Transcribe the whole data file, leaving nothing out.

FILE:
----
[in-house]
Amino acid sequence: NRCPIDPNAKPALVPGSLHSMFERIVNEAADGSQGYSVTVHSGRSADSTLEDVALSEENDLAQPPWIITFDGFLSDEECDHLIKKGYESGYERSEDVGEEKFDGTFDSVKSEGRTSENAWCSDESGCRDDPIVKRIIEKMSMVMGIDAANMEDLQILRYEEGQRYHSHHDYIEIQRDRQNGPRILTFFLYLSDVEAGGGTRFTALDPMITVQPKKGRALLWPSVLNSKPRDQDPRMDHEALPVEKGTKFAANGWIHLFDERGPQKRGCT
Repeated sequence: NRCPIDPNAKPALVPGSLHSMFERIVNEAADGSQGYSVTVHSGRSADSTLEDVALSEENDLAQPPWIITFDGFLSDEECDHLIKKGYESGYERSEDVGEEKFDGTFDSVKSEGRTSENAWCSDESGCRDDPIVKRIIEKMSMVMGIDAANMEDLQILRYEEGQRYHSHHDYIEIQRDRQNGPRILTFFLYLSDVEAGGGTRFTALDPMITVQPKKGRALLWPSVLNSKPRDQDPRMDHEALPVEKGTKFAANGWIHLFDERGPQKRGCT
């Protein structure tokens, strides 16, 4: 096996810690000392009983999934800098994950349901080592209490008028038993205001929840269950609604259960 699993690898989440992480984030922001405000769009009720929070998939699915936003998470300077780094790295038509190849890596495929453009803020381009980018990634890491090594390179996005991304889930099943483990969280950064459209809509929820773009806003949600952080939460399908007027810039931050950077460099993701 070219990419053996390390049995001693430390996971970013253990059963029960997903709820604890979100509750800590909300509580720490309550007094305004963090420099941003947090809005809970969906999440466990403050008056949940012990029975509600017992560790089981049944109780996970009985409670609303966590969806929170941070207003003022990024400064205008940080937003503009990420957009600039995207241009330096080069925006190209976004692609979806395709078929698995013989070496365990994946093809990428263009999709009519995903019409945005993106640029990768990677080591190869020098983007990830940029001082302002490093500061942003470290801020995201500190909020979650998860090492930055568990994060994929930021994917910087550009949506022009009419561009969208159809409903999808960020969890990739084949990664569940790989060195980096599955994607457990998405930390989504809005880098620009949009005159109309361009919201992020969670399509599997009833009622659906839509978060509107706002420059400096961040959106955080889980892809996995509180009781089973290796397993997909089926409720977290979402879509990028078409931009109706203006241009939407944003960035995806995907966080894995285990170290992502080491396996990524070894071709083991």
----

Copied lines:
[in-house]
Amino acid sequence: NRCPIDPNAKPALVPGSLHSMFERIVNEAADGSQGYSVTVHSGRSADSTLEDVALSEENDLAQPPWIITFDGFLSDEECDHLIKKGYESGYERSEDVGEEKFDGTFDSVKSEGRTSENAWCSDESGCRDDPIVKRIIEKMSMVMGIDAANMEDLQILRYEEGQRYHSHHDYIEIQRDRQNGPRILTFFLYLSDVEAGGGTRFTALDPMITVQPKKGRALLWPSVLNSKPRDQDPRMDHEALPVEKGTKFAANGWIHLFDERGPQKRGCT
Repeated sequence: NRCPIDPNAKPALVPGSLHSMFERIVNEAADGSQGYSVTVHSGRSADSTLEDVALSEENDLAQPPWIITFDGFLSDEECDHLIKKGYESGYERSEDVGEEKFDGTFDSVKSEGRTSENAWCSDESGCRDDPIVKRIIEKMSMVMGIDAANMEDLQILRYEEGQRYHSHHDYIEIQRDRQNGPRILTFFLYLSDVEAGGGTRFTALDPMITVQPKKGRALLWPSVLNSKPRDQDPRMDHEALPVEKGTKFAANGWIHLFDERGPQKRGCT
């Protein structure tokens, strides 16, 4: 096996810690000392009983999934800098994950349901080592209490008028038993205001929840269950609604259960 699993690898989440992480984030922001405000769009009720929070998939699915936003998470300077780094790295038509190849890596495929453009803020381009980018990634890491090594390179996005991304889930099943483990969280950064459209809509929820773009806003949600952080939460399908007027810039931050950077460099993701 070219990419053996390390049995001693430390996971970013253990059963029960997903709820604890979100509750800590909300509580720490309550007094305004963090420099941003947090809005809970969906999440466990403050008056949940012990029975509600017992560790089981049944109780996970009985409670609303966590969806929170941070207003003022990024400064205008940080937003503009990420957009600039995207241009330096080069925006190209976004692609979806395709078929698995013989070496365990994946093809990428263009999709009519995903019409945005993106640029990768990677080591190869020098983007990830940029001082302002490093500061942003470290801020995201500190909020979650998860090492930055568990994060994929930021994917910087550009949506022009009419561009969208159809409903999808960020969890990739084949990664569940790989060195980096599955994607457990998405930390989504809005880098620009949009005159109309361009919201992020969670399509599997009833009622659906839509978060509107706002420059400096961040959106955080889980892809996995509180009781089973290796397993997909089926409720977290979402879509990028078409931009109706203006241009939407944003960035995806995907966080894995285990170290992502080491396996990524070894071709083991």